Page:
Robert's Review of V/H/S/2
I welcome a good anthology film, even more so specifically in the vein of horror. I bought Creepshow on Blu-Ray despite the fact that the theatrical trailer is the only supplement. I like to think I have an intelligent grasp of horror too. Last year I rented V/H/S from Redbox and afterwards wanted my dollar back. Make no mistake about, the directors and writers involved concisely instilled an undying love for horror but a misguided attempt at execution and in some cases a total misinterpretation of what horror actually is. Those same mishaps exist in the sequel although the entire franchise is imperceptibly increasing in quality.
Our wraparound story this time follows two opposing genders of private detectors hired to find a college student gone missing. Breaking into his house they find nothing but darkness and a room with video cassettes piled everywhere. Ayiesha begins watching them while Adam wanders off checking into other objects of interest. The four tapes are once again filled with unconnected short stories involving something supernatural. I have strong mixed feelings about all four although admittedly I can't say I liked a single one. There's one common ideology running rampant across them which happens to be extreme and gratuitous gore played only for shock value in hopes of alleviating the viewer's attention away from the amateurishly acted and unlikable characters driving each story. The nature of the violence rarely has context with the exception of Gareth Evan's (The Raid) short story about an Indonesian cult triggering the apocalypse. That story has an unsettling tone with above average acting. There is a scene where roughly 10 cultists are formed in a circle as they simultaneously blow their brains out that I found chilling. The story was fractured and ultimately jumped the shark into ridiculous territory but I actually believe there is potential if someone decided to adapt a feature length film from the premise.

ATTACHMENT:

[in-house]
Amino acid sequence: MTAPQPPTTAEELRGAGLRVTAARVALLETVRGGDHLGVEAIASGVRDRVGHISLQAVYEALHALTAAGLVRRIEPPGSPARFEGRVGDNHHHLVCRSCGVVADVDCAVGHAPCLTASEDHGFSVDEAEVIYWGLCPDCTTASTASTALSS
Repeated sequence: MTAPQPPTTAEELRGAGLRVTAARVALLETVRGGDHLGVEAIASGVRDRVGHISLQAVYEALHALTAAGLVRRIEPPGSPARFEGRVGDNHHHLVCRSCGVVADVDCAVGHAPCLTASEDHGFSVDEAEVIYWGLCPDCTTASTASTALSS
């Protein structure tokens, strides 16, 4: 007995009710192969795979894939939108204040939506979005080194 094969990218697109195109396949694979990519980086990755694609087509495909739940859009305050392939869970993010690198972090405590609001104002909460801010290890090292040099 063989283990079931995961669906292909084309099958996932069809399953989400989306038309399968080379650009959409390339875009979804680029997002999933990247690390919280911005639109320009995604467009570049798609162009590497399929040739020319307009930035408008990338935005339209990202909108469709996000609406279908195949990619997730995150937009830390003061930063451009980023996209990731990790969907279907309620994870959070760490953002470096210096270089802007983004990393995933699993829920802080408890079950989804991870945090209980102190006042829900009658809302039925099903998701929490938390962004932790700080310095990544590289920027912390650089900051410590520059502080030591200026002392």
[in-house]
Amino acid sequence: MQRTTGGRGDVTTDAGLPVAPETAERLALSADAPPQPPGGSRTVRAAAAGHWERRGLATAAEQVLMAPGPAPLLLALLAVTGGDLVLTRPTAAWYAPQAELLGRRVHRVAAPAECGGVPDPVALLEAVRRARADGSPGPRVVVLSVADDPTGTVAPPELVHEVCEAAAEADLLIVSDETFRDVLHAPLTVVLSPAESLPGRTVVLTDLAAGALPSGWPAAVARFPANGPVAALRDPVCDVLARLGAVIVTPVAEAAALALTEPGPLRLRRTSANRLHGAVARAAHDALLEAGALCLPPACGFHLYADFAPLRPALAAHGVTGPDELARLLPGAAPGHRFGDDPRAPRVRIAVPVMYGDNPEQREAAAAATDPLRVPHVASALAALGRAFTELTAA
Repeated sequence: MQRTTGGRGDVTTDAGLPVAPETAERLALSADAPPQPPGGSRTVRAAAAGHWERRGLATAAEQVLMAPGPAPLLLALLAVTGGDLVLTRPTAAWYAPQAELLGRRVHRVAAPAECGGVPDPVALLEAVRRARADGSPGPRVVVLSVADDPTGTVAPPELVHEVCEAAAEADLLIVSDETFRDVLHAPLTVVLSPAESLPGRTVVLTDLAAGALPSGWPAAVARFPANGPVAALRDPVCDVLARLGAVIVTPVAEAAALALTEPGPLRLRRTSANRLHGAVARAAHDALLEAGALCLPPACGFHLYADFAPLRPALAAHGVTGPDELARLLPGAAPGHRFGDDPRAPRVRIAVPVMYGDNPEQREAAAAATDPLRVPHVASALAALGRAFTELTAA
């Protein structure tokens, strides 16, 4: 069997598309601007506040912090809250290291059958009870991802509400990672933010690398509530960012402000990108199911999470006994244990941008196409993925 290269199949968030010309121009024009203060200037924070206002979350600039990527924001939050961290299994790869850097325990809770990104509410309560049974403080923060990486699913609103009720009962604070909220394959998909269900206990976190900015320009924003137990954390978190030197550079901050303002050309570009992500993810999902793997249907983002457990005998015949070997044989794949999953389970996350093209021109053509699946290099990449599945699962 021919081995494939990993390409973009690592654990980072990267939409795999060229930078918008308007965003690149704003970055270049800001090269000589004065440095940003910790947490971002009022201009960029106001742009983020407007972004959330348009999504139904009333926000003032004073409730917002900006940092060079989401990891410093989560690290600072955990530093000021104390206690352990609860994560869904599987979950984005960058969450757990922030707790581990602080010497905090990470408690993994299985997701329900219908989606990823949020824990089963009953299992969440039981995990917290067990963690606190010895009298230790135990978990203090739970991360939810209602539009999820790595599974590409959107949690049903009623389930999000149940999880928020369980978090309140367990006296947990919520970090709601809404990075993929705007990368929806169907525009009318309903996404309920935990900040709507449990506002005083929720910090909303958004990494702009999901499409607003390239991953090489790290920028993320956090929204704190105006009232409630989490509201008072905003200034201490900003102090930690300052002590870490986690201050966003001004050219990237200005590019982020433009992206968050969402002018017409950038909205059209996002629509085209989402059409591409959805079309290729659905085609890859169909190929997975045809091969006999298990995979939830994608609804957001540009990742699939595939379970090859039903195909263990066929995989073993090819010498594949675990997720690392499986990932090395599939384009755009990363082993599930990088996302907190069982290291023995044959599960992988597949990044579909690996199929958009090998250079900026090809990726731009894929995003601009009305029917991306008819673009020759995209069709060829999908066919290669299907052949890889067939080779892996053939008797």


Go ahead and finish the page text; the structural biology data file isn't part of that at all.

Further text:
The rest are unequivocally garbage without a shred of reasoning to muster up a damn about anything. One story is built on a cinematic structure of first person zombie found footage. It's as messy as it sounds and unbelievably dizzying. There are some aliens that are less intimidating aesthetically than found on South Park. There's also a paranormal story that is predictable but contains the most random transition from dread to nudity in quite some time. The wraparound story is mildly entertaining but doesn't really end the movie on a high note.
V/H/S 2 is still amateurishly crafted and a misguided attempt at horror, but it's definitely an improvement over the original. Your emotions will range from unintentional laughter to nauseam. Some of it is a chore to watch but maybe with some more prestigious directors or writers the series can gradually grow into something worthwhile. If nothing else I do applaud the passion and enthusiasm for horror these stories are being treated with.